Contemporary History (20th Century)


a) Be able to acquire an overview of the ‘short twentieth century’ having as chronological landmarks the Great War and the Russian Revolution, on the one hand, and the end of the Cold War in 1991, on the other
b) Be able to understand the dialectic relationship between the factors of change and permanence which shaped some of the key junctures of the 20th century, namely the inter-war period (1919-1939) and the Cold War era (1945-91)
c) Locate, both in chronological and spatial terms, some of the most emblematic crisis and transformations of the 20th century
d) Be familiar with some of the major historical perspectives related with the various topics of the course
e) Be able to write critical essays and deliver oral presentations on any of the topics of the course
f) Become familiar with the Contemporary era and be able to proceed to a higher level of academic studies

General characterization





Responsible teacher

Pedro Aires Ribeiro da Cunha Oliveira


Weekly - 4

Total - 168

Teaching language





HOBSBAWM, E. J., A Era dos Extremos, Lisboa, Presença, 1998
HOLLAND, Robert, European Decolonization 1918-1981, Basingstoke, Macmillan, 1985
OVERY, Richard, Os Ditadores. A Alemanha de Hitler e a Rússia de Estaline, Lisboa, Bertrand, 2004
REYNOLDS, David, One World Divisible. A Global History since 1945, London, Penguin, 2000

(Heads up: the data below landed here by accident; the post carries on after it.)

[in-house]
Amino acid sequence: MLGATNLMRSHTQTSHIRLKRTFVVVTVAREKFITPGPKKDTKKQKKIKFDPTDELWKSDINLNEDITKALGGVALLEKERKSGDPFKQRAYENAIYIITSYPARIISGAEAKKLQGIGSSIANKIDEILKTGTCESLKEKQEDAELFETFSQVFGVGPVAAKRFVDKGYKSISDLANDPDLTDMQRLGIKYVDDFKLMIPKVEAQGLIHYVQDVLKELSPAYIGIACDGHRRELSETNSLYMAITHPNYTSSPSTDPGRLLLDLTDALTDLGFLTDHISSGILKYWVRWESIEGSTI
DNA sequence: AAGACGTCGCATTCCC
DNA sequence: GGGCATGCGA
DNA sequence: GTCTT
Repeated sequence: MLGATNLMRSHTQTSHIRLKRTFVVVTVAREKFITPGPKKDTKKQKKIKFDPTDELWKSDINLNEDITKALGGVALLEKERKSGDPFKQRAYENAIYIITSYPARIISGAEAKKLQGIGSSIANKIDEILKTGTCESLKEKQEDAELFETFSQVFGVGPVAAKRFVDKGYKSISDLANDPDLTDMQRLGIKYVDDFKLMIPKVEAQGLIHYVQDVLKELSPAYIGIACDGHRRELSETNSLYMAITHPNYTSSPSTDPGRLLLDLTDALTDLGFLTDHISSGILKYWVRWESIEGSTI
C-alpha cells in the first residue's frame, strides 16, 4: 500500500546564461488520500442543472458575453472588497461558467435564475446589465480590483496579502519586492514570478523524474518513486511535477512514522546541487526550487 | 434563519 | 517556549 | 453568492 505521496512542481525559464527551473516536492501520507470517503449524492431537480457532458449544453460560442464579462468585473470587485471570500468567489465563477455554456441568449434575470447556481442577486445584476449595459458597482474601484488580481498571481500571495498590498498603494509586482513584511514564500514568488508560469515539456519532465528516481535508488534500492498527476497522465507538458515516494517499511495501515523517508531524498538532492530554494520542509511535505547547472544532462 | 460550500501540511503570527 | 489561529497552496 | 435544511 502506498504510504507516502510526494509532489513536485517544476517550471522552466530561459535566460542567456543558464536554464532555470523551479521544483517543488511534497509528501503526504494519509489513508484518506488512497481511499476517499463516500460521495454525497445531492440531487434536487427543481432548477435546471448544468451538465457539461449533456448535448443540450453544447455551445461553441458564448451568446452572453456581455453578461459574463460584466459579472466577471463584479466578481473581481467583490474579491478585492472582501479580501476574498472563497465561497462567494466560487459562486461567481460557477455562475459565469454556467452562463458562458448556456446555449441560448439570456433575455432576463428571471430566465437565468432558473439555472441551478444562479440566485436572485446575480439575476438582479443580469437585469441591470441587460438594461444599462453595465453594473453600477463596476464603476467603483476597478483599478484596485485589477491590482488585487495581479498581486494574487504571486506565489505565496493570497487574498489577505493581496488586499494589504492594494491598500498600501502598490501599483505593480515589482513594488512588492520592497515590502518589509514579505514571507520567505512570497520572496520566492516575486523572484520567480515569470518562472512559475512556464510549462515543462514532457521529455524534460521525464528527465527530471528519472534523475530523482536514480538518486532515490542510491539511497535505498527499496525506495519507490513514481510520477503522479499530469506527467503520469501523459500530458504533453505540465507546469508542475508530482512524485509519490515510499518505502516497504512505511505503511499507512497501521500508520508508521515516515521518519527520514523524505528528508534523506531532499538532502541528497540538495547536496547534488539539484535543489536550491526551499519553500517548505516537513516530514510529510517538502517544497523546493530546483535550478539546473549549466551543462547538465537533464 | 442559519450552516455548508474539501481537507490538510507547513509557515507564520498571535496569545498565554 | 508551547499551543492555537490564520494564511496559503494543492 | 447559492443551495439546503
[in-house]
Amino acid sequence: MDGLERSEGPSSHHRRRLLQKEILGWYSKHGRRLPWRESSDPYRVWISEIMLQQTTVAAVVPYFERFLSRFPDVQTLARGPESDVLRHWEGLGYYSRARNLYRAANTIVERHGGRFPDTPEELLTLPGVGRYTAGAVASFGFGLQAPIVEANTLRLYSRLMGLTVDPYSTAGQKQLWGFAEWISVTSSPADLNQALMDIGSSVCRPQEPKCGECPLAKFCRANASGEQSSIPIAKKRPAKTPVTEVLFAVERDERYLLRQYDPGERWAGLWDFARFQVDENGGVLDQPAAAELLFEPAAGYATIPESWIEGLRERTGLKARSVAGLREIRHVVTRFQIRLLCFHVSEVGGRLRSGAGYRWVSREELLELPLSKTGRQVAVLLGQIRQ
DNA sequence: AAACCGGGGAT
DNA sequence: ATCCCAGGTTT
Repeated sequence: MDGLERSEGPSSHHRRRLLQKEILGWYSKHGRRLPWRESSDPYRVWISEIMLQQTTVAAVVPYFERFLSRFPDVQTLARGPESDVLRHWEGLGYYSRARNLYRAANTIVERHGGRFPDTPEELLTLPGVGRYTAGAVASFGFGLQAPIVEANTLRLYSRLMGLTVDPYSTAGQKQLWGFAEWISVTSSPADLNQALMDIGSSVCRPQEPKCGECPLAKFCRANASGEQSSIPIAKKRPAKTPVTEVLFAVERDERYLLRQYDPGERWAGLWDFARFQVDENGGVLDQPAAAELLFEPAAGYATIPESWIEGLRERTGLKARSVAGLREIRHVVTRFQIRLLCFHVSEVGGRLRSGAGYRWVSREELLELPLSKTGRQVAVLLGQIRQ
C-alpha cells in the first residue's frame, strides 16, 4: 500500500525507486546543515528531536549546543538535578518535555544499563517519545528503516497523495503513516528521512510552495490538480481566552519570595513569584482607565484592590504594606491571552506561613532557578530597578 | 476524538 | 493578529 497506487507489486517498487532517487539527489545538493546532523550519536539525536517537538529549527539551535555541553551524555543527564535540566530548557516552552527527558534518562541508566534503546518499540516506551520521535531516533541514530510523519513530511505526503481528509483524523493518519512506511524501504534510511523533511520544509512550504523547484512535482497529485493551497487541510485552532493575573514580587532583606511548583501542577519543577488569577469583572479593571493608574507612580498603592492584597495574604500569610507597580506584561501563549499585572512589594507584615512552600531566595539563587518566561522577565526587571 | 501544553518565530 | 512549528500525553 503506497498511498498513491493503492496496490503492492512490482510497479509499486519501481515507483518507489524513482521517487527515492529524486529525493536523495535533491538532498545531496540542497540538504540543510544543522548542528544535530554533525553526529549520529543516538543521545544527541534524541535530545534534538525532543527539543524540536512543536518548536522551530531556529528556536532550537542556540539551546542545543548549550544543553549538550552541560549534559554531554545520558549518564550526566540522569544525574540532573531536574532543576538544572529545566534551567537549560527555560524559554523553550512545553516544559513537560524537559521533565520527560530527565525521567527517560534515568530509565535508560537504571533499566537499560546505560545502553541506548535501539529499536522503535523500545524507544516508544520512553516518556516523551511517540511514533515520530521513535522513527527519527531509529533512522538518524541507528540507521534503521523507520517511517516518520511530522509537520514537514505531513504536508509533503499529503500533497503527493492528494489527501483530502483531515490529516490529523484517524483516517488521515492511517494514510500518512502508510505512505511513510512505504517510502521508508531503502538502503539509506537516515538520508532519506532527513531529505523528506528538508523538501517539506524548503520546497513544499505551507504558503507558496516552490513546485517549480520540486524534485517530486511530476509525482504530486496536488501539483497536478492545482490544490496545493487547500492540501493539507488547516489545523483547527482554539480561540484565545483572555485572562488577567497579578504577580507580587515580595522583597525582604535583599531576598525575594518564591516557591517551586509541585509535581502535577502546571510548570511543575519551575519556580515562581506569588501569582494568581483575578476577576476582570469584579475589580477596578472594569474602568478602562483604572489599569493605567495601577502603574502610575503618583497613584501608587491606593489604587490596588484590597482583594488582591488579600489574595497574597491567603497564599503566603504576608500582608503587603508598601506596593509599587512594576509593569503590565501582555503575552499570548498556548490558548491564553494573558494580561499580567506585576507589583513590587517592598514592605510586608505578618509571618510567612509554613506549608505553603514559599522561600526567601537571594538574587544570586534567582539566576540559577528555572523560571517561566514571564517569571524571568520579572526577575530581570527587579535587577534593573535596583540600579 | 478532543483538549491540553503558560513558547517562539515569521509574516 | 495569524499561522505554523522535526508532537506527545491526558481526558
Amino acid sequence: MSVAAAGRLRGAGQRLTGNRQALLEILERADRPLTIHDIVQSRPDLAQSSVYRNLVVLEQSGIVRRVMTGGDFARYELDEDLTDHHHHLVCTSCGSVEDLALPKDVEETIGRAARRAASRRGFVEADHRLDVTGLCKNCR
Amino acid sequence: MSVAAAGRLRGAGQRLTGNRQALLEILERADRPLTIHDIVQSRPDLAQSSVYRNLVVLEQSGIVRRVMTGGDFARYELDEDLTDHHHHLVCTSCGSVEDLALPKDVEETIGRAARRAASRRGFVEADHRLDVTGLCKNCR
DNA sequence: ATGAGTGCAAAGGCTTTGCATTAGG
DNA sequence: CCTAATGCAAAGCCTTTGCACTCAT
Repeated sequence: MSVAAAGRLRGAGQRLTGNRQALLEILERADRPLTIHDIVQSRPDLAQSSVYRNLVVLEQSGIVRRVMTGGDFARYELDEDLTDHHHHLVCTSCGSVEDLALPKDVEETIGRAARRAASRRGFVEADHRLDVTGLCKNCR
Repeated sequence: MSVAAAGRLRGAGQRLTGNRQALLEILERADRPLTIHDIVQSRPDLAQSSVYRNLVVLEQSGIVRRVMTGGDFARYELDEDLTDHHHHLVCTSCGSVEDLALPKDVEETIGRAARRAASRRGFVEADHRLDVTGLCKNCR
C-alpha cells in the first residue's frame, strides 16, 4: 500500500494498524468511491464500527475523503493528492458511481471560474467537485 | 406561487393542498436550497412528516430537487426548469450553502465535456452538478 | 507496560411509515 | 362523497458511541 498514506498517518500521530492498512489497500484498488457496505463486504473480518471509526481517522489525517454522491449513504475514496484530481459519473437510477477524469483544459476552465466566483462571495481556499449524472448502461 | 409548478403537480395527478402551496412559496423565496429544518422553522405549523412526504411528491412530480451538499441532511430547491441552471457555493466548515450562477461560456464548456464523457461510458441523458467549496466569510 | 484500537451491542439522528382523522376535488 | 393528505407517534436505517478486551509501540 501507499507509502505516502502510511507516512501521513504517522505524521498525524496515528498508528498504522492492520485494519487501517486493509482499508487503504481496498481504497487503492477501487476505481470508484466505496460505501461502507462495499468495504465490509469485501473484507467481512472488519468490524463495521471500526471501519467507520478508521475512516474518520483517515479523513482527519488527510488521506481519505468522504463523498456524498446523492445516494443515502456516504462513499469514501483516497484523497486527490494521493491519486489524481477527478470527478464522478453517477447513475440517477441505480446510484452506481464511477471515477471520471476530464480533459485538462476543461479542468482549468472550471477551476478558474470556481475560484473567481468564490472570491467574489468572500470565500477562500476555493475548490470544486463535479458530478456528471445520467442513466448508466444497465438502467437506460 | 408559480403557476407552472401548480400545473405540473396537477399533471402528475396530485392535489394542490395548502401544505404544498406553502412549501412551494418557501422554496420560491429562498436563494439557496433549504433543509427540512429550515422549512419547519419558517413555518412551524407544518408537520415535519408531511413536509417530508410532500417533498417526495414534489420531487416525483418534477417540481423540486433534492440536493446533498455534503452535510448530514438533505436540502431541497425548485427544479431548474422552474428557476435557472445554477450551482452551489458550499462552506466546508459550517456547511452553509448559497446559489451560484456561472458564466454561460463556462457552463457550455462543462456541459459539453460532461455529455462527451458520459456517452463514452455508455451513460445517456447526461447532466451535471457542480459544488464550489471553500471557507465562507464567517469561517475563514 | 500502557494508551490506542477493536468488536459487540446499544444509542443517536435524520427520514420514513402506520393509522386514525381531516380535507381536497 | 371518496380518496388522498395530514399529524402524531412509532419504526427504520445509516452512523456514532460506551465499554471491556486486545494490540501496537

WESTAD, Arne Odd, The Global Cold War. Third World Interventions and the
Making of Our Times, Cambridge, Cambridge University Press, 2005


Teaching method

A combination of lectures by the teacher and scheduled interventions by the students, followed by discussion among all the participants in the class. Occasional screening of documentaries or films. Tutorial meetings with students to help them with the drafting of their essays

Evaluation method

Exam (40%), Participation in some of the classes is mandatory (20%), written essay(40%)

Subject matter

a) Total war: evolution and main characteristics of the Great War. The Paris Peace Conference and the new international settlement
b) The Russian Revolution: the crisis of the Tsarist regime. The February and October revolutions. The Civil War. Lenin’s succession. The Stalin years. The global impact of the Russian Revolution
c) Europe between the wars: the crisis of parliamentary democracy and liberal capitalism. European fascism: a typology. Nazi Germany: interpretative models. The League of Nations and the collapse of the Versailles settlement. The Second World War
d) The birth of the bipolar world: the eclipse of Europe’s preponderance and the rise of the superpowers. The UNO and the post-war international institutions. The first stages of the European integration process. The rebirth of parliamentary democracy and the new social contract in Western Europe. “Real existing socialism” in Eastern Europe


Programs where the course is taught: